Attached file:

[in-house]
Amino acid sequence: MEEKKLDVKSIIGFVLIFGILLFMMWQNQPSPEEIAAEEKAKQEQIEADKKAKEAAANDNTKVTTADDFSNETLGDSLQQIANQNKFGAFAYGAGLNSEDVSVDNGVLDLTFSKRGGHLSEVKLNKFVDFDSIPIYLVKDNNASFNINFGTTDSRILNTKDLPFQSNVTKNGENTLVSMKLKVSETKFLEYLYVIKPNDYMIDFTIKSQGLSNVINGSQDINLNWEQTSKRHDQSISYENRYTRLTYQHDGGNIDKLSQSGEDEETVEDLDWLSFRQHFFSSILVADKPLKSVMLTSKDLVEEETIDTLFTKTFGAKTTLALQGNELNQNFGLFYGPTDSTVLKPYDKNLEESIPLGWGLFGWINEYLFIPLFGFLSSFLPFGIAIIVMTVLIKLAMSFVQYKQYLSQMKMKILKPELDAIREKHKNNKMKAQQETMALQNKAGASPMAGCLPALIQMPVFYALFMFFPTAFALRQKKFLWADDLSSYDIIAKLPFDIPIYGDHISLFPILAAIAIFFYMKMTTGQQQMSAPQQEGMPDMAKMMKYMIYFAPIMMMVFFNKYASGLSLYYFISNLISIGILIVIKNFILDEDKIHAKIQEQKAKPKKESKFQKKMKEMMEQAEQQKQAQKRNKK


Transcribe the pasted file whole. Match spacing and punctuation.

[in-house]
Amino acid sequence: MEEKKLDVKSIIGFVLIFGILLFMMWQNQPSPEEIAAEEKAKQEQIEADKKAKEAAANDNTKVTTADDFSNETLGDSLQQIANQNKFGAFAYGAGLNSEDVSVDNGVLDLTFSKRGGHLSEVKLNKFVDFDSIPIYLVKDNNASFNINFGTTDSRILNTKDLPFQSNVTKNGENTLVSMKLKVSETKFLEYLYVIKPNDYMIDFTIKSQGLSNVINGSQDINLNWEQTSKRHDQSISYENRYTRLTYQHDGGNIDKLSQSGEDEETVEDLDWLSFRQHFFSSILVADKPLKSVMLTSKDLVEEETIDTLFTKTFGAKTTLALQGNELNQNFGLFYGPTDSTVLKPYDKNLEESIPLGWGLFGWINEYLFIPLFGFLSSFLPFGIAIIVMTVLIKLAMSFVQYKQYLSQMKMKILKPELDAIREKHKNNKMKAQQETMALQNKAGASPMAGCLPALIQMPVFYALFMFFPTAFALRQKKFLWADDLSSYDIIAKLPFDIPIYGDHISLFPILAAIAIFFYMKMTTGQQQMSAPQQEGMPDMAKMMKYMIYFAPIMMMVFFNKYASGLSLYYFISNLISIGILIVIKNFILDEDKIHAKIQEQKAKPKKESKFQKKMKEMMEQAEQQKQAQKRNKK